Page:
We're still a long way from a gender-egalitarian marital utopia, but traditional marriage is blessedly deceased. With its demise has come a new marriage model that is by nearly every measure better for men, women and children, and is hopefully continuing to improve.

Marriage itself is far from dead. But the traditional conservative vision of it is, and thank goodness for that – it's about time the old thing croaked.
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Old 03-10-2011, 03:13 PM   #33
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Old 03-10-2011, 07:53 PM   #34
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"You know, right now, 75 percent of black kids in this country are born out of wedlock," he said. "61 percent of Hispanic kids -- across the board, 41 percent of all live births in America are out of wedlock births. And the cost of that is simply staggering."

~Mike Huckabee



Marriage is about two people coming together and creating a family in love.

It is far from obsolete.

It is the perfect plan.


I teach in a public middle school. I know a traditional family is important to the children.
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Old 03-10-2011, 08:12 PM   #35
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It is possible for children to be born out of wedlock and still have loving, responsible parents who raise them well.
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Old 03-10-2011, 08:20 PM   #36
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Quote:
Originally Posted by Diemen View Post
It is possible for children to be born out of wedlock and still have loving, responsible parents who raise them well.

I agree, but our current society has strayed way beyond the ideal of "raising them well."
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Old 03-10-2011, 08:26 PM   #37
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I agree, but our current society has strayed way beyond the ideal of "raising them well."
That's not unique to births out of wedlock.
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Old 03-10-2011, 08:45 PM   #38
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While I agree with the general direction of the article, it does show a fair amount of Betty Friedan-type class blindness--only a little over a third of Americans have college degrees even now; most people, male or female, don't work to pursue "interests and passions"; and while we're spending more one-on-one time with our kids than 1960s parents, we're also physically (up 42%) and sexually (up 82%) abusing them more (USDHHS/NIS data). It says nothing about the increasing proportion of children being raised in poverty by single mothers. It ignores the reality that the socioeconomic benefits associated with what on paper are increased educational and occupational opportunities for women have not been evenly distributed. As the OP article pointed out,
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Today, several studies have shown, economic instability is now more closely associated with marital distress than it used to be.
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Old 03-11-2011, 10:15 AM   #39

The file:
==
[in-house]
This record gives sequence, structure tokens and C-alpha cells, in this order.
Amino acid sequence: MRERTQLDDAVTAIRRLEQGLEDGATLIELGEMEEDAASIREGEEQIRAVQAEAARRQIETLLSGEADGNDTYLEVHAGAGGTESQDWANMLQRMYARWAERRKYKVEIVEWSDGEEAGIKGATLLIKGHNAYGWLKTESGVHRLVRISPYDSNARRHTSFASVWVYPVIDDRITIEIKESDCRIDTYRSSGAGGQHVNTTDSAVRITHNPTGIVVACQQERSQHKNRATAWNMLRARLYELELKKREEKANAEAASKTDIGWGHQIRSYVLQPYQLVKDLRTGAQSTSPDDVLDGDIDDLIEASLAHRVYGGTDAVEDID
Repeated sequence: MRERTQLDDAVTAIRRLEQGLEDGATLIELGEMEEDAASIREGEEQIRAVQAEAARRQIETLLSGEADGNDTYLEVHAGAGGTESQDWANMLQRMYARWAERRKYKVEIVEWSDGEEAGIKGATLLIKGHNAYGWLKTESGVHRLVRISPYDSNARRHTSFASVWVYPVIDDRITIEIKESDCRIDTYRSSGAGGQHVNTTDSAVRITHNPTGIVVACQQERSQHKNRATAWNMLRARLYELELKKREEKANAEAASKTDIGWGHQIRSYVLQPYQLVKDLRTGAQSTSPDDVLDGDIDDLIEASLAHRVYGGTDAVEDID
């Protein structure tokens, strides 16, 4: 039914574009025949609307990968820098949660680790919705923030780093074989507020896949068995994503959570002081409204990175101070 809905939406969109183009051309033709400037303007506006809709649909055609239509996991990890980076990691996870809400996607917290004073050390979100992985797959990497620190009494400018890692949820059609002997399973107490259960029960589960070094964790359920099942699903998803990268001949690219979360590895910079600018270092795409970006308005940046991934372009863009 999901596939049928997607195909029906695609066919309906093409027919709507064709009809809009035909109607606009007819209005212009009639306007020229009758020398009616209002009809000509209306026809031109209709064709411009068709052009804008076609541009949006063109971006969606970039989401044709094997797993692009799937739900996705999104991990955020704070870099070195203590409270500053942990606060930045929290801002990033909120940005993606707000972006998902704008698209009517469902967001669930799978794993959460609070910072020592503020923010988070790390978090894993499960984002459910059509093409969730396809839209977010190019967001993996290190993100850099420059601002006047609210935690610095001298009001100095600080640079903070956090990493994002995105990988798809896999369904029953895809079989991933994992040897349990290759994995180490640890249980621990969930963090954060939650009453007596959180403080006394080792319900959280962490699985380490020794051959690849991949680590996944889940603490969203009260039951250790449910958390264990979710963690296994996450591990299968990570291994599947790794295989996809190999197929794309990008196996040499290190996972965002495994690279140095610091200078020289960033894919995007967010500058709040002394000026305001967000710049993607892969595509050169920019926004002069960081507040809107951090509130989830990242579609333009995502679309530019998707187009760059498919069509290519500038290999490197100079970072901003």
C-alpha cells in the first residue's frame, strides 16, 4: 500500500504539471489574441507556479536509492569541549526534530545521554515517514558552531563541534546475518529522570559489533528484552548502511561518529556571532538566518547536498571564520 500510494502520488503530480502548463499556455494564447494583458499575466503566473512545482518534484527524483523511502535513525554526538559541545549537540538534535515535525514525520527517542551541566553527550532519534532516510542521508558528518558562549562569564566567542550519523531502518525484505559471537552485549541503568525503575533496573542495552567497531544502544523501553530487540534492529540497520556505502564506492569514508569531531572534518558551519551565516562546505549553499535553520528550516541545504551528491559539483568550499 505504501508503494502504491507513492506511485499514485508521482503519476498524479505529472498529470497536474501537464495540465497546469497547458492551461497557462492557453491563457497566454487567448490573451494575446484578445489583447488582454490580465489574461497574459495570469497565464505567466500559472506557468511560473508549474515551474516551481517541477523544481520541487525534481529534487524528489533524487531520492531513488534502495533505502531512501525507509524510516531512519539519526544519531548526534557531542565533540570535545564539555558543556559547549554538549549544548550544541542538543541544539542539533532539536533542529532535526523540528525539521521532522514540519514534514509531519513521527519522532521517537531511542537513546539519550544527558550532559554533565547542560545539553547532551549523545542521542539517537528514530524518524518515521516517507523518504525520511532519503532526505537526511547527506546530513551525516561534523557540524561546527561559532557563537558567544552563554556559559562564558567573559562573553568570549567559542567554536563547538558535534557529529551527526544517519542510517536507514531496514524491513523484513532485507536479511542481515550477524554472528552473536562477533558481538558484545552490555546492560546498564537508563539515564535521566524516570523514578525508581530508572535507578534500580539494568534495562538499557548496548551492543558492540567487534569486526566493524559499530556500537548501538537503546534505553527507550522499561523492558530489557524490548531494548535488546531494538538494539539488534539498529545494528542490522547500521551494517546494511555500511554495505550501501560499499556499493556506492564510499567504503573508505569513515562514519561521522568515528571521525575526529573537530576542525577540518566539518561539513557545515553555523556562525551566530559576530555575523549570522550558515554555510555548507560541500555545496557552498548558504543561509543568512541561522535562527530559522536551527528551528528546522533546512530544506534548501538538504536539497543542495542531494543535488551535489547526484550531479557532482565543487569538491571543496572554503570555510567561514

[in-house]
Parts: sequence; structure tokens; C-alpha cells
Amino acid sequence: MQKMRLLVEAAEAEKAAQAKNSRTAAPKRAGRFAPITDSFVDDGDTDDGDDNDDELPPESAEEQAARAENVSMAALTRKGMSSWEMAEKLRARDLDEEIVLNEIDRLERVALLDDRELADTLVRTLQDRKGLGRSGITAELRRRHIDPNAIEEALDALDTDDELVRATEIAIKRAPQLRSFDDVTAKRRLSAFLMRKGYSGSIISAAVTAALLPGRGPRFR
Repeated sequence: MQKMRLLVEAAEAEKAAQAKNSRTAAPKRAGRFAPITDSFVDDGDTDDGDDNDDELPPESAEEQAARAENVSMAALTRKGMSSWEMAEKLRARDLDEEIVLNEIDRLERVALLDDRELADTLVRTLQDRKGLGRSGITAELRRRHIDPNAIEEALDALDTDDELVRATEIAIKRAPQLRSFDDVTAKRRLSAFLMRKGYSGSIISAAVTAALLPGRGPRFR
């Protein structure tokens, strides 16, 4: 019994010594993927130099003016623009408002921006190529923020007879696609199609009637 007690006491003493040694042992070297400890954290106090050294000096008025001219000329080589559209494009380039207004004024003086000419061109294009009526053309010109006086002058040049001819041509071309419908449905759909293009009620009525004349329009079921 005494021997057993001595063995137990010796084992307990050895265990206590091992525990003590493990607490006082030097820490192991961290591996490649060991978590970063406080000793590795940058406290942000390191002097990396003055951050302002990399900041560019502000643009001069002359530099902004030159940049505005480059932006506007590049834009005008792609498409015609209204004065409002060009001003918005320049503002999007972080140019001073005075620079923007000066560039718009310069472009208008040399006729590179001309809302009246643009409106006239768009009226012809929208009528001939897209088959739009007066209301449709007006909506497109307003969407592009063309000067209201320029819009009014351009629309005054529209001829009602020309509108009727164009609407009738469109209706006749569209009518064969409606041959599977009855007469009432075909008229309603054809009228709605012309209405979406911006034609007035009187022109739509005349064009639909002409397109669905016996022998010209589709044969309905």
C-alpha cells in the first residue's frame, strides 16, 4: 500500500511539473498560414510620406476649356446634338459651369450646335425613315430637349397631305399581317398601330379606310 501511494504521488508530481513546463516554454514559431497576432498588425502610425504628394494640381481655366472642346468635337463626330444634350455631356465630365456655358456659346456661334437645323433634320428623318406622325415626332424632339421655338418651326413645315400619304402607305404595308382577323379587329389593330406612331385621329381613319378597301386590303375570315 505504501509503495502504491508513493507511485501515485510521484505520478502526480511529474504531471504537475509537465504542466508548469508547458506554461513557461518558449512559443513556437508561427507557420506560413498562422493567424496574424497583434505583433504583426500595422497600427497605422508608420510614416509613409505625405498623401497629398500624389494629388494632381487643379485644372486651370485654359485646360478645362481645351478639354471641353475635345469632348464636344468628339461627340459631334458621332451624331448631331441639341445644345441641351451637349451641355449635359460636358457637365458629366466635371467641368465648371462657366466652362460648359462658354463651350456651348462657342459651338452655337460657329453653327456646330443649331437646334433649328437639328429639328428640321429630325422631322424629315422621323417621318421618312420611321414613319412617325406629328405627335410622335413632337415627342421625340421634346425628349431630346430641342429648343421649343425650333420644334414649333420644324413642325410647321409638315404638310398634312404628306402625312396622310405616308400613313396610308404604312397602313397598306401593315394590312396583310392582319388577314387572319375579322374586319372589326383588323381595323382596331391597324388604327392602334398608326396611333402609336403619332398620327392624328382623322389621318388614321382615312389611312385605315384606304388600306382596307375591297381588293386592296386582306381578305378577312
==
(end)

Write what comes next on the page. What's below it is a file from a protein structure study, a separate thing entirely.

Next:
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Quote:
Originally Posted by the iron horse View Post
I teach in a public middle school. I know a traditional family is important to the children.
Translation:

Code:
I teach a bunch of black kids with no dads.
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Old 03-11-2011, 10:45 AM   #40
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Quote:
Originally Posted by yolland View Post
we're also physically (up 42%) and sexually (up 82%) abusing them more (USDHHS/NIS data).

would this not be because it's reported more and we now have a better understanding of what constitutes abuse? my guess would be that kids are abused in all ways much less now because we're much more aware of the problem.

(though if we want to really reduce these numbers, we should keep kids away from their dads and other heterosexual male relatives)
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Old 03-11-2011, 10:49 AM   #41
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Quote:
Originally Posted by the iron horse View Post
Marriage is about two people coming together and creating a family in love.

It is far from obsolete.

It is the perfect plan.

you realize that i totally agree with you here. and i think what you're missing is not that marriage is obsolete, but that the traditional gender roles within marriage are obsolete and changing into something better.

the structure, you see, is still good -- two people who have committed their lives to one another. it's just that the individuals making that commitment are much different now than they were 50, 100 years ago.
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Old 03-11-2011, 01:28 PM   #42
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Quote:
Originally Posted by the iron horse View Post
" -- across the board, 41 percent of all live births in America are out of wedlock births. And the cost of that is simply staggering."

~Mike Huckabee
Did Huckabee elaborate on what that staggering cost is?


(Because the cost of giving birth is very expensive if you don't have health insurance. Is that what he meant? )